Nancy Mayer-Whittington Oral History
Interview Session I
June 24, 2009
Ms. Woodbury: This interview with Nancy Mayer-Whittington, the Clerk of the Court for
both the United States District Court for the District of Columbia and the United
States Bankruptcy Court for the District of Columbia, is being taken as part of the
Oral History Project for the Historical Society of the District of Columbia Circuit.
This interview is being conducted in Nancy’s office in the E. Barrett Prettyman
U.S. Courthouse on Constitution Avenue in Washington, D.C. My name is Ellen
Woodbury. I am a lawyer with the law firm of Chadbourne & Parke. Nancy,
thank you for agreeing to participate in the Historical Society’s oral history
program. I would like to start today with your family background and your
childhood growing up here in Washington. First, would you just state your full
name and tell us when and where you were born?
Ms. Mayer-Whittington: I am Nancy Mayer-Whittington. I was born in Washington, D.C. on
February 2, 1953.
Ms. Woodbury: Would you tell us a little bit about your parents and their families?
Ms. Mayer-Whittington: My father, Francis C. Mayer was born in Wichita, Kansas on February 18,
1919. His mother was Mae Spellman Mayer and his father was Hans Englebert
Mayer. His mother, whose parents were both born in Ireland, was born in the
United States and his father was born in Hamburg, Germany. Hans was sent to
the United States when he was 15 or so to avoid having to join the German army.
He went to live with his uncle, Leo Mayer, who lived in St. Louis. My father had
an older brother, Russell and an older sister, Celeste.
My mother’s parents were Anna McHugh Herron and Patrick Francis
Herron. My mother, Mary Rose Herron, was born in Hazelton, Pennsylvania on
April 29, 1920. Her mother Anna, whose parents were both born in Ireland, was
born in the United States and her father Patrick was the sixth of 13 children and
the first one born in the United States. His older siblings were born in Ireland. My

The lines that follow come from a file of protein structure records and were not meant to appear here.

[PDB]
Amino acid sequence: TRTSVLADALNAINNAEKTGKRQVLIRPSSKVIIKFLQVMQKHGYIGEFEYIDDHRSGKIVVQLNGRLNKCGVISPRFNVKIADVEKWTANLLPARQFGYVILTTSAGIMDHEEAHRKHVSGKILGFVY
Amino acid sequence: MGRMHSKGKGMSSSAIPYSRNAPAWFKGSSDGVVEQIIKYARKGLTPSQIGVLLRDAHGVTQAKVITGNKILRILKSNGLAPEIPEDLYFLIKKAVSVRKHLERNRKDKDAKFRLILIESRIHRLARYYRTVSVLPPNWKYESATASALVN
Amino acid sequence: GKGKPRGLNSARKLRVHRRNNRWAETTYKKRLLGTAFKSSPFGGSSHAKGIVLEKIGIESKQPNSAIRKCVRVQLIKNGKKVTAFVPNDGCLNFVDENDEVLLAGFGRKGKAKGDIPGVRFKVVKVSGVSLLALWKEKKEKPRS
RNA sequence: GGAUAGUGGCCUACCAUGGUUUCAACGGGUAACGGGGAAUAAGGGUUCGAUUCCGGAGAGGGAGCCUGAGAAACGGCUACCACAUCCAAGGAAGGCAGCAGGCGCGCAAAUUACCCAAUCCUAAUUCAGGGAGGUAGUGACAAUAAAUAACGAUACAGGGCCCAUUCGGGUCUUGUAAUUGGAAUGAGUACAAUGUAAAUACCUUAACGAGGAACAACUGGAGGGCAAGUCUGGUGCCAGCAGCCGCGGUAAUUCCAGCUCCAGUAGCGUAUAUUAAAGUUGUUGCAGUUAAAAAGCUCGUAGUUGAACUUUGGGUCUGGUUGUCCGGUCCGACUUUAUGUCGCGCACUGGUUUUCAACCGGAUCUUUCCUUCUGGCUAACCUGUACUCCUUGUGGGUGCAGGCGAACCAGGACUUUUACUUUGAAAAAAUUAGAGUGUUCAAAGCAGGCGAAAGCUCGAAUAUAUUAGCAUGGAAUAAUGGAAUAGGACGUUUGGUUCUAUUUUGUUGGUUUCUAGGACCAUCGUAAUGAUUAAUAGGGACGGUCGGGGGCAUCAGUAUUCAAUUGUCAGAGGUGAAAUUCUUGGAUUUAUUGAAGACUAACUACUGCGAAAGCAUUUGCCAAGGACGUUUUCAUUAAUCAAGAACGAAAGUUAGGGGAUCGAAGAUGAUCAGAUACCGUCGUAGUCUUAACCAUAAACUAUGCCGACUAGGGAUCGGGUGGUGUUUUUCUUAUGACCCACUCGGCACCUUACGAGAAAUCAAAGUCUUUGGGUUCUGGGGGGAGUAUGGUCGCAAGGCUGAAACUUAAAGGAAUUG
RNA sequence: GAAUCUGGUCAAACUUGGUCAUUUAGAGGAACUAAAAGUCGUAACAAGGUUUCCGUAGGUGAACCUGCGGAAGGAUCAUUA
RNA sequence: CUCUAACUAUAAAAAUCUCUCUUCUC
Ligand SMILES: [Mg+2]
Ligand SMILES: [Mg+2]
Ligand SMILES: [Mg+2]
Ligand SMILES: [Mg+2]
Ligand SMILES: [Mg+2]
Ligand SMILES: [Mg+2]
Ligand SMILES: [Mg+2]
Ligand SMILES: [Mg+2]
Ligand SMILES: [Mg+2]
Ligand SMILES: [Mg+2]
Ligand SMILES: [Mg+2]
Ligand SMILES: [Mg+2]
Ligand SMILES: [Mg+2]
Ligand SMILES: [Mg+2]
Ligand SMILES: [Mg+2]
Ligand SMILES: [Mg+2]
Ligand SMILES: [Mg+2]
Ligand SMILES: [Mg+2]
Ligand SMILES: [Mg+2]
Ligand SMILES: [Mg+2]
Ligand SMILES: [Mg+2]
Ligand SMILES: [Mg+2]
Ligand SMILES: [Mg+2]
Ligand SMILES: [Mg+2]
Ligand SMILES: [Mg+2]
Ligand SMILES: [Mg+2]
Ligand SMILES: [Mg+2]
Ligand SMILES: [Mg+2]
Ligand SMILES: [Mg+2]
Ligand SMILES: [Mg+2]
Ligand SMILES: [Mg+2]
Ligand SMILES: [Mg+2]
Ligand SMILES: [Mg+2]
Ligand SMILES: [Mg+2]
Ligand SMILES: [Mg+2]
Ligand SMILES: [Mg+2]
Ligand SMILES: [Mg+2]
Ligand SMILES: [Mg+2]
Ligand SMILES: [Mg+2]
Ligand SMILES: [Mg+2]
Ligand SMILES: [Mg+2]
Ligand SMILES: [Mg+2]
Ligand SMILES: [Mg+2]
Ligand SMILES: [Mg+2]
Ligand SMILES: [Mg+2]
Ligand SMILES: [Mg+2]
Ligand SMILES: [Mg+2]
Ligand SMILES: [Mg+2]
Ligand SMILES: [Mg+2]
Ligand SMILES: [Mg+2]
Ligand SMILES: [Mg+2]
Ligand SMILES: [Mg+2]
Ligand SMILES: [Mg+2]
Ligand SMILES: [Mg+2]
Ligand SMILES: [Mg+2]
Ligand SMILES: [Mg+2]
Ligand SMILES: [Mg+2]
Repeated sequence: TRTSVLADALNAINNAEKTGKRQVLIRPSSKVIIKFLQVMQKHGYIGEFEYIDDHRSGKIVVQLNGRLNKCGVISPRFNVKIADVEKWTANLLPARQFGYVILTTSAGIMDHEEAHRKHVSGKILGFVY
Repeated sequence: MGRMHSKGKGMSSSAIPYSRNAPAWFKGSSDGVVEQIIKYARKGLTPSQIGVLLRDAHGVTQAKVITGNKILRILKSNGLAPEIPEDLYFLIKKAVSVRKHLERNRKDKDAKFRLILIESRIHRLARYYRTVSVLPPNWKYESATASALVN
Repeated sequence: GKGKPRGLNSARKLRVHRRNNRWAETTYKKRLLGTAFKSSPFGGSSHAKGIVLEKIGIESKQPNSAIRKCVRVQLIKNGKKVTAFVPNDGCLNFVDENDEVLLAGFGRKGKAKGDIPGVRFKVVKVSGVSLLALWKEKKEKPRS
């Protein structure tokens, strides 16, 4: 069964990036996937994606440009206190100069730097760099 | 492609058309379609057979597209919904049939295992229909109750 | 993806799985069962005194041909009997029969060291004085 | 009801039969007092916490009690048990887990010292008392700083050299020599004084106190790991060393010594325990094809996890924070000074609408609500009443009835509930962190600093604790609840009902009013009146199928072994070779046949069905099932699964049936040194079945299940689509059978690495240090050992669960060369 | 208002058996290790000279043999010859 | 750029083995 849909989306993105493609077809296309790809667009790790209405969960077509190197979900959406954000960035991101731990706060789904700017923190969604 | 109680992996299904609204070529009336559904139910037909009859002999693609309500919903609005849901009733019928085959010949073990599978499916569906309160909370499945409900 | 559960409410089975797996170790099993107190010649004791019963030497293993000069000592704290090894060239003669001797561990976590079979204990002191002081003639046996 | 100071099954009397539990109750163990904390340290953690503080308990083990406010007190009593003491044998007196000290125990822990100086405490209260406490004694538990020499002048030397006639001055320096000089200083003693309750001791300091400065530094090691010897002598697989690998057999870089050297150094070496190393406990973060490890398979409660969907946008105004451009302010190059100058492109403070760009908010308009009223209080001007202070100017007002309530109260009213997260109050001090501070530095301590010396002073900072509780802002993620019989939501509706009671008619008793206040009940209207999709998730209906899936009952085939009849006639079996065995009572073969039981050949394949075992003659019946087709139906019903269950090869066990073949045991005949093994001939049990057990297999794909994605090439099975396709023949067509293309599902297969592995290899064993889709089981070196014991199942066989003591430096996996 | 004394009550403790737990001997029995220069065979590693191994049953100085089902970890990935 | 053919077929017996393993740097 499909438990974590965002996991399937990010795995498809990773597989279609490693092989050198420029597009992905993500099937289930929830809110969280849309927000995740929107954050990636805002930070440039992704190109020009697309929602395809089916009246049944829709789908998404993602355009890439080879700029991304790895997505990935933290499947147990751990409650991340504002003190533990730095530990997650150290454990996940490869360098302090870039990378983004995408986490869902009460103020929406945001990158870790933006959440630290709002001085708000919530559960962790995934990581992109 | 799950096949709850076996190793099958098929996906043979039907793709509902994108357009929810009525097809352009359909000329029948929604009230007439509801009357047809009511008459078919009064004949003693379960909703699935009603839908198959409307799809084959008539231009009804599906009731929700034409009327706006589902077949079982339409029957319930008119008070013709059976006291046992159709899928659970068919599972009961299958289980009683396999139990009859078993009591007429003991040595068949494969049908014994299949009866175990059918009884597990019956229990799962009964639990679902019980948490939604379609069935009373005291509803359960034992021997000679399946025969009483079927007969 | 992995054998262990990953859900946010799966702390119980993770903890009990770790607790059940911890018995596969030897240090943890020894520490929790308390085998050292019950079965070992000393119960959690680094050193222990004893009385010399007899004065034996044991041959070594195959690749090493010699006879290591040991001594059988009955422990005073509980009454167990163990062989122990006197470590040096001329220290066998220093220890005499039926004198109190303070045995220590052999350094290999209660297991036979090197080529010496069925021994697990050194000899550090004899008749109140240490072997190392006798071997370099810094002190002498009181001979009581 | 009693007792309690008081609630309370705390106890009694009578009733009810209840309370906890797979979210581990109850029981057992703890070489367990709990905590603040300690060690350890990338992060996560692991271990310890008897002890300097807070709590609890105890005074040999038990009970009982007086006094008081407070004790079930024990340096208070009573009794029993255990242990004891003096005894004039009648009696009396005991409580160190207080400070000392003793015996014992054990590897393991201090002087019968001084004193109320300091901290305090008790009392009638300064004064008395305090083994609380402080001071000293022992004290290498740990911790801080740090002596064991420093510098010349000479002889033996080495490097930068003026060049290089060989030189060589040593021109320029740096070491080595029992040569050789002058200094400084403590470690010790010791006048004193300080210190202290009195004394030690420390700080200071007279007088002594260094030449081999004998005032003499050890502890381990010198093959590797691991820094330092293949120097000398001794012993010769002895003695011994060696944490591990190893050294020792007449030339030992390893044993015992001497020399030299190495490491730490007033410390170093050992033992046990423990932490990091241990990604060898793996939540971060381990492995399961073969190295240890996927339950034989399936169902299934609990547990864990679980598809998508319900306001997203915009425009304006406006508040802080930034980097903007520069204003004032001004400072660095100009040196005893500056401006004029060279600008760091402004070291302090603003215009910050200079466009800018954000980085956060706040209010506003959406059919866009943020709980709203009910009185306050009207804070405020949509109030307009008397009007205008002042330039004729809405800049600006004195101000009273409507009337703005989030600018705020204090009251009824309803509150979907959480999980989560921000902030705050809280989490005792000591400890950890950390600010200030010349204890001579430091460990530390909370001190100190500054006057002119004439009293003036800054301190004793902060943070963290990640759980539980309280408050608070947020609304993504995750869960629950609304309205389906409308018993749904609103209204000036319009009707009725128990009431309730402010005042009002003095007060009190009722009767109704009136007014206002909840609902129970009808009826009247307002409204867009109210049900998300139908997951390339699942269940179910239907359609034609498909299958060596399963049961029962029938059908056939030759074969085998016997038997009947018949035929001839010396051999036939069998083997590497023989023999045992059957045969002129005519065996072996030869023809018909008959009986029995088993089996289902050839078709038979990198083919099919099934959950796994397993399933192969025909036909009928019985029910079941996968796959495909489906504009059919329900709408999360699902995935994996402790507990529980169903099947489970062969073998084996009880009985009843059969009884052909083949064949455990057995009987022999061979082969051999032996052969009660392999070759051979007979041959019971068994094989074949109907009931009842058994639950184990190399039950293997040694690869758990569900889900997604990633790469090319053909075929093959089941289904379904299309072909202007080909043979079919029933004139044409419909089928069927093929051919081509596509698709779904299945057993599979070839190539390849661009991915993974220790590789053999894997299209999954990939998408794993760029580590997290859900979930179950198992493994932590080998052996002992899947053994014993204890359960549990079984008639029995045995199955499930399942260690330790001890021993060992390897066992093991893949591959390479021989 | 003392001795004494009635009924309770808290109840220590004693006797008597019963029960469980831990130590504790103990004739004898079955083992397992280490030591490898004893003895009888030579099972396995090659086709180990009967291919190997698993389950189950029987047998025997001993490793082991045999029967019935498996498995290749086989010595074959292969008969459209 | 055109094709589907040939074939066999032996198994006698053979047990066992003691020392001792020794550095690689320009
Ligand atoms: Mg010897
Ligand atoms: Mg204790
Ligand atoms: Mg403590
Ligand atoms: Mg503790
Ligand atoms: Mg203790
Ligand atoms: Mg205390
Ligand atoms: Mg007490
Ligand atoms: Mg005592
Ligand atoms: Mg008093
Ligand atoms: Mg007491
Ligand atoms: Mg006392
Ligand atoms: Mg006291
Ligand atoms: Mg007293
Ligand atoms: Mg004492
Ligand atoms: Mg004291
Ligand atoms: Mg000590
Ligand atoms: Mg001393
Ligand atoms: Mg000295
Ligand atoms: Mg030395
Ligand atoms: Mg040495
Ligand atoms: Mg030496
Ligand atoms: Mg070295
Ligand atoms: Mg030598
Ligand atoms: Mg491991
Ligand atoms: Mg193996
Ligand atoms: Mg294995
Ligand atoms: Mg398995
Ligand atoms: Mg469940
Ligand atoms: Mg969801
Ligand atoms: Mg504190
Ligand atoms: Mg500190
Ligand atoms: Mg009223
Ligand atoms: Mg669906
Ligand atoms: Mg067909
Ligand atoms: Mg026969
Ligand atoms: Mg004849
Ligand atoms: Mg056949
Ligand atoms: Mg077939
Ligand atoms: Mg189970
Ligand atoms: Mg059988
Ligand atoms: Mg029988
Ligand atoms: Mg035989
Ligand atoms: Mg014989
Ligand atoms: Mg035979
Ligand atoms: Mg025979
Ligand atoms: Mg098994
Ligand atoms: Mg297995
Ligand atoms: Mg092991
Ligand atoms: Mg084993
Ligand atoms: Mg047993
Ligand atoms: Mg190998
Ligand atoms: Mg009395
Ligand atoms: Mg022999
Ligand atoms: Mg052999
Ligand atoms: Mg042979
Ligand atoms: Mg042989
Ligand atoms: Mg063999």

mother was one of ten children. She was second oldest and the oldest daughter.
Ms. Woodbury: Do you know how your father’s family came to settle in Kansas?
Ms. Mayer-Whittington: My father’s mother was born in Kansas and my father’s father was a
traveling insurance salesman. His territory included parts of Kansas and that is
how he met my grandmother.
Ms. Woodbury: Did you know your paternal grandparents?
Ms. Mayer-Whittington: No. My grandfather died before I was born. My grandmother was not in
good health in her later years and did not travel. She died in 1960 when I was 7
years old. My dad told us that although his father, Hans, had come to this
country when he was in his teens, and later became a citizen, he never quite got
rid of his German accent. He learned the English language and spoke it
flawlessly. But, he also retained his fluency in his native German language. When
Hans and Mae married, she forbid him to speak any German in the house.
Tensions against Germany and the German people were still running high in the
United States after the end of World War I. My dad remembered that when he
was about seven years old, their next door neighbor ran up to my Dad’s front door
and told their family to stay inside and turn off the lights. A mob of people were
coming to the house because they thought they had heard Hans speaking in his
native German language and they didn’t believe he was an American citizen. A
few minutes later, a big group of men arrived yelling and carrying torches. My
dad said he had never been so scared in his whole life. Fortunately, the neighbor
confronted the group and told them that Hans was an American citizen and that
he was loyal to this country and the neighbor reminded them that most of them
knew Hans and that he was a good neighbor and friend. Finally, the crowd left
and my dad and his family could turn the lights back on. My dad said he never
forgot that night or the bravery of the neighbor who came to their aid.
Ms. Woodbury: Did your father or your aunt Celeste on your father’s side talk about how
the family was impacted by the Great Depression?
Ms. Mayer-Whittington: My aunt Celeste talked about all the changes that happened to their family
as a result of the Depression. The insurance business was very slow so the family
had to cut back on their living expenses because of the lost income. My aunt
Celeste told us that they used to have a cook, and a housekeeper before the
Depression. They had to let them go and do the chores themselves because they
could no longer afford to live that way. My aunt Celeste was 12 years older than
my dad and his brother Russ was 14 years older. Since my dad was so much
younger, he did not recall a time when they had a lot of money. He remembers
living in a very modest home and doing a lot of part time jobs in order to have
any spending money. In fact, he told of the time when he was at his high school
graduation and when he got his diploma and opened up the outer casing,
instead of finding his diploma there was a note that said he owed the school $5
and he would not receive his actual diploma until he paid the outstanding
debt! Five dollars was a lot of money back then but his sister, Celeste, who
had a steady income from her job, paid the fee and they never told my
grandmotheranything about it. My dad after high school went away to
Ms. Woodbury: Did your aunt Celeste also attend college?
Ms. Mayer-Whittington: Yes. She was quite a character! She had a part-time job when she was
16 and in high school. With her very first paycheck, she took the money and